Facts, opinions, and the real story behind Mary Kay Cosmetics.

How to Make $100k as a New Director

It never ceases to amaze me how recruiters, sales directors, and NSDs make up numbers and pretend they’re reality. This piece has circulated for years. It’s from retired NSD Cheryl Warfield, who claims it’s pretty easy to make $100,000 per year as a new Mary Kay sales director.

She doesn’t mention how most directors struggle to make minimum production each month. Minimum production is $4,500 wholesale per month, which gives a director around $1,000 a month in commission income…. or in other words $12k per year!!! Where is this $100k per year as a brand new director???? The reality is almost no directors make $100k a year, much less new ones. Out of the 12,000 or so directors, probably about 25 are making over $100k. But here’s the fiction Cheryl is selling:

Cheryl uses a little Mary Kay math to come up with her $100,000 figure, and of course, she pays no attention to the fact that the sales director has expenses that must be paid out of that fictional income!

She claims that you can earn $113,280 as a sales director if you’re willing to work Mary Kay full-time. Here’s how Cheryl says this works:

  1. Personally sell $1,000 per week, which is 7 to 10 faces and 10 reorders = $2,000 profit per month. She forgets discounts and other expenses, which means the gross profit on your product sales is probably $1,500 or less.
  2. Do 30 faces and 30 interviews each month, and 10 customer calls per week = 2 to 5 recruits per month w/ average initial order of $1,000 = $5,000 production. Yikes! Interview everyone? And continuously pester your customers to recruit? And that average initial order is completely made up.
  3. Get your unit to do 40 interviews per month = 7 to 10 recruits with $1,000 order each = $10,000 production. 15% to 25% of people interviewed will sign up and all will order $1,000? Doubtful.
  4. Work with 5 to 8 key people and the new people to squeeze $8,000 wholesale production out of them each month

Add up all the production $2,000 personal + $5,000 personal recruits + $10,000 unit recruits + $8,000 ongoing unit = $25,000 total wholesale per month.

Sounds fantastic, doesn’t it? Add up all the commissions, volume bonuses, and recruiting bonuses and that sales director would have gross income of $9,440 per month (according to the chart) or $113,280 per year.

It doesn’t go unnoticed that the chart uses “best case scenario” numbers. (i.e. 7 to 10 recruits with $1,000 wholesale each equals $10,000 production rather than $7,000 to $10,000.)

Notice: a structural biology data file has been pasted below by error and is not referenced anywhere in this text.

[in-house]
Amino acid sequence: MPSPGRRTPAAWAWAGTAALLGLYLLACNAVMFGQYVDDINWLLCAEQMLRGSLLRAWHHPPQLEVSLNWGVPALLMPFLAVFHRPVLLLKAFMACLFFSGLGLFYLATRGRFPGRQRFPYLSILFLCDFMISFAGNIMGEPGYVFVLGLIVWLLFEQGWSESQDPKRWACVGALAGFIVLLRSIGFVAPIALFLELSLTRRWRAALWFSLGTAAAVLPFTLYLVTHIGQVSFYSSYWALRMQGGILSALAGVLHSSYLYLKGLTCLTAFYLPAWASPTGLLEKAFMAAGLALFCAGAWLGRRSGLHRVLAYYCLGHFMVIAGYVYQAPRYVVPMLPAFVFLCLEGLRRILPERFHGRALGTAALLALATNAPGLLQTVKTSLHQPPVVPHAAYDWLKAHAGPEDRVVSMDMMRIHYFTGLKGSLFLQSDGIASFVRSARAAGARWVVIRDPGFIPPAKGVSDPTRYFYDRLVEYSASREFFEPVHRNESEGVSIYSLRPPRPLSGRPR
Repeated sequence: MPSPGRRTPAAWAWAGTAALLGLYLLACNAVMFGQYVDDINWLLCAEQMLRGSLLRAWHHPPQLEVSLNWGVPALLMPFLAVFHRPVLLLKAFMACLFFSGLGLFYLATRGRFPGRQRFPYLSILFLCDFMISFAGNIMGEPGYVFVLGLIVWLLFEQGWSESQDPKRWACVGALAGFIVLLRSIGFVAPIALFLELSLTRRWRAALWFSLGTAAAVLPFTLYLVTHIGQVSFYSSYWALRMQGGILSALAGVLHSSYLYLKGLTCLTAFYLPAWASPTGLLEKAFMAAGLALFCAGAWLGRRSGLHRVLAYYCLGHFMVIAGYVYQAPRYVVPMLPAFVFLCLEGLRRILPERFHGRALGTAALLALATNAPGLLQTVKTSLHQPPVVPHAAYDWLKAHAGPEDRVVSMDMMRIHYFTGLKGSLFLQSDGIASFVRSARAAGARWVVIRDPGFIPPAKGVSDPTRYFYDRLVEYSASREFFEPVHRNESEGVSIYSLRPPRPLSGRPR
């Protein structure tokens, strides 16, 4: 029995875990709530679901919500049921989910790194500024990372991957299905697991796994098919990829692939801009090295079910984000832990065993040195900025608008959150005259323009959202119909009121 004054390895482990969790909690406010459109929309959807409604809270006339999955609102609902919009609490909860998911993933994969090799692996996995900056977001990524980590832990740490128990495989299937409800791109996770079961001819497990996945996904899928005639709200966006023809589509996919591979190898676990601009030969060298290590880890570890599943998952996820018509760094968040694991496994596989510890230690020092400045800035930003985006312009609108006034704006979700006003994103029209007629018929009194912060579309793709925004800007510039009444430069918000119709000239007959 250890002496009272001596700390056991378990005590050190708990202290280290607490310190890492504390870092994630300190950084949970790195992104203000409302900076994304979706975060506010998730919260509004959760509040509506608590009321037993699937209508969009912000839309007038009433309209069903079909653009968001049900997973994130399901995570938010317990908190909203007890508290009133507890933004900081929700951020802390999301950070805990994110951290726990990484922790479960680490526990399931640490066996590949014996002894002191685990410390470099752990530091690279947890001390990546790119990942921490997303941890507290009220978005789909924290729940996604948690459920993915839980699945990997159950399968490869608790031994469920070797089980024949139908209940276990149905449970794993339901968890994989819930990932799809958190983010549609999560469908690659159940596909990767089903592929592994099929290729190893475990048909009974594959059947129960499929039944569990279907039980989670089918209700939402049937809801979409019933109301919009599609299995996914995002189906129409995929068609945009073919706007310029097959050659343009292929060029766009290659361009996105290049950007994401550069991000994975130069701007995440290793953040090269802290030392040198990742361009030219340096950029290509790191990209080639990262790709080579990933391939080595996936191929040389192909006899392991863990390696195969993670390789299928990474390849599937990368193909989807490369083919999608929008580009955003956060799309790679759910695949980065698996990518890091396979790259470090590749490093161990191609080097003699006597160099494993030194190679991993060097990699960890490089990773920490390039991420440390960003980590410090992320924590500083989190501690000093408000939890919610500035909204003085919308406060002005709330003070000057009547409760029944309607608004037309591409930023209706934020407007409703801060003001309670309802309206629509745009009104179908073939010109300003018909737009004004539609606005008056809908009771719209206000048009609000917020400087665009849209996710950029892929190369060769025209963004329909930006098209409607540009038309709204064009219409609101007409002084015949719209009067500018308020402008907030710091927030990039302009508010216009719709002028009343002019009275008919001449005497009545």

Could a new director, in theory, gross $100,000 in her first year? Sure. It is possible, but almost completely unlikely. No matter how hard she works, the numbers and the MLM structure are not in her favor. There are very, very few sales directors in Mary Kay grossing more than six figures. And once you take out business expenses, the personal, spendable income is far below that.

A unit at $25,000 wholesale per month would do the $600,000 unit club. How many units are doing that much or above? Very very few. Do you think it’s because those sales directors don’t work hard enough? I’d be willing to bet that there are plenty of sales directors in Mary Kay who put in 40 to 60 hours a week religiously, yet never achieve these levels of success.

I know there are many directors who are using handouts like this to help recruit. This is the type of false income claim that is pervasive in Mary Kay. I say that these claims are false, not because they aren’t real for some. But they are false because they aren’t real for the vast, vast majority of Mary Kay sales directors, and they know it. Yet, recruiters are making their victims believe that this is reality for many.

Let’s make up some numbers with the belief that they could possibly be true someday, and flaunt them as reality. That’s dishonest, and they know it.


  1. BestDecision

    Just like they said Cadillac Directors were making “executive income”. Um, no. A base maintenance Cadillac Director might gross $48,000 if she’s lucky, but her expenses chew a lot of that away. I remember a year where my tax form showed I profited less than $10,000 for the year, and I was in a pink Caddy.

    I keep waiting for these people to wake up and do the numbers. Things sound rosy in theory, but the reality is hidden behind all the pins and strutting.

    1. Mountaineer95

      Lol, I made over $70k selling mattresses, and I was made fun of by a Hun back when I was doing it. Over $70k (I checked, it’s $90k in today’s money) PLUS profit sharing, 401k, health insurance, vacation, work trips FULLY paid for, mileage and wear/tear covered. I just looked at her and said “bless your heart” under my breath. And laughed all the way home.

  2. Kristen

    When I was a child, I decided to have a lemonade stand. I used the same math as described here. In other words, the profit I wanted to be true. I got out my Little Professor calculator and determined that if I charged $1 per cup, I could easily make $100 that day. People drove down our street all the time. At least 100 of them. How easy this would be! 100 x 1 =$100. I would be supporting my family in no time!

    Sadly, I learned a hard lesson that day. I maybe sold a couple orders to neighbors and we drank the rest. Just deciding how many orders you need is not enough to make it come true when you completely ignore reality. I didn’t have a business mind. I wasn’t selling what people wanted. I hadn’t considered how inconvenient it was for people to stop on our somewhat busy street to buy a cup of Country Time Lemonade, even if they felt sorry for me. This “How” column above is missing a column to the left, which is how you get to that “how”. All those faces and interviews and sales are EXTREMELY difficult to come up with. There is NEVER any legit direction from Mary Kay on how to do this other than the stupid scripts about “Help me with my goal” or “You deserve some pampering”.

    1. Data Junkie

      Kristin, I think the “how” column should actually be called “Target”. This would then make it obvious that the “how” column is missing entirely!

      Here’s what the “How” column would say. 10 calls per week will never yield 10 faces. Reps will probably only get one or two shots at F+F before the pity participation dries up. After that, you are on to strangers. Industry cold-calling hit rates for sales are less than 2%. That means to get 30 faces (ostensibly to attend a meeting) per month, your unit needs to call at least 1500 people per month, which is over 375 per week, or 75 per week-day, or just under 10 per work-day hour, which is one person every six minutes, full time!